Hippodrome was built by Emperor Constantine and it was the main entertainment center of Istanbul during the Roman and Byzantine eras. The Emperor would join other spectators to watch the chariots racing with each other.
Since this area was where the people socialized the most, the revolts broke out here too. The Nika Riots that almost claimed Emperor Justinian’s life started here.
More Reading about the Hippodrome
Historical Places to See in Istanbul
The Little Hagia Sophia (Church of Sergius and Bacchus)
There are four people who stand out in terms of architecture in the history of Istanbul. These important figures who initiated the rebuilding of the city in different periods became the most prominent ones in Istanbul’s 2700 years old history.
- The Ancient Greek Era – Byzas
- The Roman Empire – Constantine
- The Byzantine Empire – Justinian
- The Ottoman Empire – Mehmed II
Four Great Kings in the History of Istanbul
- Byzas is the person who built the city.
- Constantine (The Great) turned the small city Byzantium into the co-capital of the Roman Empire.
- Justinian, on the other hand, built Hagia Irene, Hagia Sophia, and Basilica Cistern.
- Mehmed II (The Conqueror) put his mark on the city by building Topkapi Palace and Fatih Mosque, thus, creating a new culture.
Practising The Architecture of Great Hagia Sophia
Little Hagia Sophia mosque plays an important role in history. This 1500 years old structure serves as a mosque today. However, it was originally a church dedicated to two saints of the Christian world and called Church of Sergius and Bacchus.
The structure built by Emperor Justinian’s wife Theodora was called “Little Hagia Sophia” since it resembles Hagia Sophia. The structure began to be built in 527 and it was finished in 536. According to some sources, a small version of the huge dome of Hagia Sophia was built on Little Hagia Sophia in order to test the dome on Hagia Sophia.
Little Hagia Sophia is known as “Kucuk Ayasofya” in Turkey. This secret gem of Byzantine Era, considered as one of the best places to visit in Sultanahmet Area.
Top Things to Do in Sultanahmet
Istanbul Archaeological Museum
The elegant building of the Istanbul Archeology Museum is a neo-classical structure built by an architect named Alexandre Valluaury between 1897 and 1901. Alexandre Valluaury is a French architect who contributed a lot to the architecture of the city by building beautiful structures at Beyoglu and the coast of the Bosphorus.
The Treaty of Kadesh, known as the first written treaty in the world, is preserved in this museum too. This treaty was signed by the Ancient Egypt and the Hittites that had power struggle over the lands in the Middle East.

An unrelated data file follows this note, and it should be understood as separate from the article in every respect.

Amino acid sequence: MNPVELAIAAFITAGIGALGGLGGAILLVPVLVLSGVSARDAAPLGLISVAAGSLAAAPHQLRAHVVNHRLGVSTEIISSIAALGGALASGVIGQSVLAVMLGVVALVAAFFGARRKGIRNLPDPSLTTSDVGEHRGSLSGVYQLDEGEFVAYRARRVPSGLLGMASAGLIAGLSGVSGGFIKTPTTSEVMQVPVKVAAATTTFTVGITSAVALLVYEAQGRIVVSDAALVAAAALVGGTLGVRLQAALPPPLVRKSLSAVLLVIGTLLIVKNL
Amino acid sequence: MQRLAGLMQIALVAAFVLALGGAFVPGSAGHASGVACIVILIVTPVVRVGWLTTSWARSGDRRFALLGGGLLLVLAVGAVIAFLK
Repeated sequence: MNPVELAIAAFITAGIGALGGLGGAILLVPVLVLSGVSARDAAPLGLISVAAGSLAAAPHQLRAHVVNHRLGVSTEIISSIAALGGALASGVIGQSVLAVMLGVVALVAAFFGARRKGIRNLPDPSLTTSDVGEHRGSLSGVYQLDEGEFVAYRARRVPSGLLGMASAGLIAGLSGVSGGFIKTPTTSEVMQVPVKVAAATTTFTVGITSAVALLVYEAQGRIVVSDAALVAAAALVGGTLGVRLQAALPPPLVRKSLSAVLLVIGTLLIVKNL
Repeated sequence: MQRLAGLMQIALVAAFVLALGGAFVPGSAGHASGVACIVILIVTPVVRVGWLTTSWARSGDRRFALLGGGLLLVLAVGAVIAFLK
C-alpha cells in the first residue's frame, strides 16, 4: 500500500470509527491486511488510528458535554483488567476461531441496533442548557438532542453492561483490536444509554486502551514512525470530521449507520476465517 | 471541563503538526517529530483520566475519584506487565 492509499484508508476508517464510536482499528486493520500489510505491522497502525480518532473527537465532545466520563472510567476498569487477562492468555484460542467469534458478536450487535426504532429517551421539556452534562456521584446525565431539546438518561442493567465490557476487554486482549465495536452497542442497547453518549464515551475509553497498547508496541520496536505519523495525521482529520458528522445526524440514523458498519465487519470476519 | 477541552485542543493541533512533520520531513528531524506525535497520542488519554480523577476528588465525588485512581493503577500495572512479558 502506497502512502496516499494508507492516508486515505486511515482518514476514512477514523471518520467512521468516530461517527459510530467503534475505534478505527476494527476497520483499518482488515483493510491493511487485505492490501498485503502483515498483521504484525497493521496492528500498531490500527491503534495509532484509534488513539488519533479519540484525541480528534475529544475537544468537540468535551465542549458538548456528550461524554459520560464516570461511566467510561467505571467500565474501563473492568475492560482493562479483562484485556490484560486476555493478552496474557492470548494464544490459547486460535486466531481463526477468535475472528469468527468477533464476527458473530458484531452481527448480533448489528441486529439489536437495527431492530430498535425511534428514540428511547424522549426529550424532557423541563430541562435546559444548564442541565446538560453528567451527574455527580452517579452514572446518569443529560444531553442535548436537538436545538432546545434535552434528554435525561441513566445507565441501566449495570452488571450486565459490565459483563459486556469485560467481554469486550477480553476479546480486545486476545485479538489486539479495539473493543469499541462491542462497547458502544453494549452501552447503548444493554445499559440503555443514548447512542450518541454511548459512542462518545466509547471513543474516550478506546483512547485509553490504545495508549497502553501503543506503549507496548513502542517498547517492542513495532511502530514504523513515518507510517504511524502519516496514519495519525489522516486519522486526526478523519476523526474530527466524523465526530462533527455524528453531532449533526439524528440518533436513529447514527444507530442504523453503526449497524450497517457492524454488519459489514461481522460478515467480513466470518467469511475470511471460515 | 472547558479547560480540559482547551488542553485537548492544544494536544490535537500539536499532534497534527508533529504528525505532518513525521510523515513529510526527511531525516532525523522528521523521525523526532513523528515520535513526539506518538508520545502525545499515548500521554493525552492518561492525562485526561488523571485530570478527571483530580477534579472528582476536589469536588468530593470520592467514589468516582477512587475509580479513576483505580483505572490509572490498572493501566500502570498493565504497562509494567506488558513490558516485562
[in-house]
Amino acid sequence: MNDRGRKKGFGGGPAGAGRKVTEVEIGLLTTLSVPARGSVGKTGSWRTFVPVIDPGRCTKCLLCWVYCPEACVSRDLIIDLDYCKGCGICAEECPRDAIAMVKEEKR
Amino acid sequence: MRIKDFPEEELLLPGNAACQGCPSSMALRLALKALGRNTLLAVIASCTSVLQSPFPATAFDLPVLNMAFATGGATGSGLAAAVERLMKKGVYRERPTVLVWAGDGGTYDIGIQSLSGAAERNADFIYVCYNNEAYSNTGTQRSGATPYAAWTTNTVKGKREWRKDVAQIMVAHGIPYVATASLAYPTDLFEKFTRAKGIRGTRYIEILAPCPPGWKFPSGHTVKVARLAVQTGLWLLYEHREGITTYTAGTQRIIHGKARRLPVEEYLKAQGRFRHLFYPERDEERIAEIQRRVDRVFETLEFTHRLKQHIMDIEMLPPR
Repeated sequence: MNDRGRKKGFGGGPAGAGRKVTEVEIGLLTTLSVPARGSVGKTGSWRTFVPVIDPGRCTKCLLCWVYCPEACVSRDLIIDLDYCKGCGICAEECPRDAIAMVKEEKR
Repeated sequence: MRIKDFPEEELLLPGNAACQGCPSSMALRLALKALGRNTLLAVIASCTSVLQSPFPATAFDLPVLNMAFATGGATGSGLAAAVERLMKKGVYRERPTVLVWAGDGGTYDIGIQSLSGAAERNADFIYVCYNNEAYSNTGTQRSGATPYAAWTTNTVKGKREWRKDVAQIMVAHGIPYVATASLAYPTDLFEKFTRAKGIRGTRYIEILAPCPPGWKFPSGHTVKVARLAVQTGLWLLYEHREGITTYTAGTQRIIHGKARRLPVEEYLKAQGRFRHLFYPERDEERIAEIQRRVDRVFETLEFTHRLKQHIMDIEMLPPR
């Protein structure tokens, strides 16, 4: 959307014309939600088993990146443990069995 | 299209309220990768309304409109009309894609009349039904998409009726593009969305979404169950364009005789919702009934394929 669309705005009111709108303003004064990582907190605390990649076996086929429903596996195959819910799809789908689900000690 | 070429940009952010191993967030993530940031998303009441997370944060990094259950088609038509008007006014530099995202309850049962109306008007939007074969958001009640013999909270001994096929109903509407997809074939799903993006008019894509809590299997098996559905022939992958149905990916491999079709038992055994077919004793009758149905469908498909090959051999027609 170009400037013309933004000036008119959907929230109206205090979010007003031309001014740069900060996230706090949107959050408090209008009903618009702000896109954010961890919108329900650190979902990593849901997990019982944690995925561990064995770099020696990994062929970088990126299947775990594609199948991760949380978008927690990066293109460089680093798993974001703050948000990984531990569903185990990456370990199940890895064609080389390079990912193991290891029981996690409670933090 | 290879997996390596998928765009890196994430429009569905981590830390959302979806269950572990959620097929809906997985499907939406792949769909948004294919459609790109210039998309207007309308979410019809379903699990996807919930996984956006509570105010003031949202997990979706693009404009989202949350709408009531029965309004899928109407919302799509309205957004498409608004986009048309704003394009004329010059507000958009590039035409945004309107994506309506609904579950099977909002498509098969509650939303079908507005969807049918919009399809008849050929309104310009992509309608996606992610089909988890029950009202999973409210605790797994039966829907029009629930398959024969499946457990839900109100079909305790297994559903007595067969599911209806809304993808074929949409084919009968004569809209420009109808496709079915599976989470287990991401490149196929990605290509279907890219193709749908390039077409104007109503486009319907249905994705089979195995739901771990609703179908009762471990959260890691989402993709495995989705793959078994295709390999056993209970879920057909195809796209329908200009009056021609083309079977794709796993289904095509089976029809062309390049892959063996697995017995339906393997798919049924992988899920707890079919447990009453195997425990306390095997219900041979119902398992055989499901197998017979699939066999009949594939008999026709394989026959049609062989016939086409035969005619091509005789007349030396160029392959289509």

There is another magnificent work of art in the museum named the Alexander Sarcophagus. Additionally, there are numerous ancient Greco-Roman statues and many other valuable historical works in the museum. Istanbul Archaeological Museum is regarded as one of the biggest historical collections in the world.
Considering how far the lands of the Ottoman Empire went on three continents, you can imagine how huge are the historical works that are preserved in this museum. Osman Hamdi Bey, known for his painting named “The Tortoise Trainer”, is the pioneer of the advance in archeology during the Ottoman era.
The Tiled Kiosk in the Istanbul Archeology Museum
One of the structures in the yard of the museum is one of the oldest kiosks of the Topkapi Palace. According to the rumors, three kiosks were built during Sultan Mehmed’s reign. These kiosks were in Persian, European and Turkish style.
The Ottomans wanted to symbolize their rule over Eastern Europe, Mesopotamia, and Anatolia with three different architectural styles. However, only the Tiled Kiosk, built in 1471, could survive.
Must-See Places in Sultanahmet Area
Turkish and Islamic Art Museum
Hippodrome that we mentioned formerly surrounds two important historical structures. One of them is Blue Mosque in the east, while Ibrahim Pasha Palace is in the western side.
Ibrahim Pasha is also known as Pargali Ibrahim Pasha. While Sultan Suleiman was still a prince in the 16th century, Pargali Ibrahim was a young man who was receiving education at the Special School in Topkapi Palace. Brought to Istanbul by devshirme method, Pargali began to be called Ibrahim when he converted to Islam.
Pargali Ibrahim Pasha served Sultan Suleiman the Magnificent as his Grand Vizier (Prime Minister). Then, he got married to Sultan Suleiman’s daughter, Hatice Sultan, and became his son-in-law. The pasha ruled the state for long years, but he lost favor due to Hurrem Sultan’s influence and he was executed hastily.
The amazing palace built in his name serves as Turkish and Islamic Arts Museum today. In the collection of the museum, “Islamic Works” from the Caliphates period, the era after Prophet Mohammed’s death, can be seen.
In addition to these works, there are important historical works that shed light on the Turkish history. Especially Turkish carpets from the Seljuk Empire era are among the most striking works in the collection.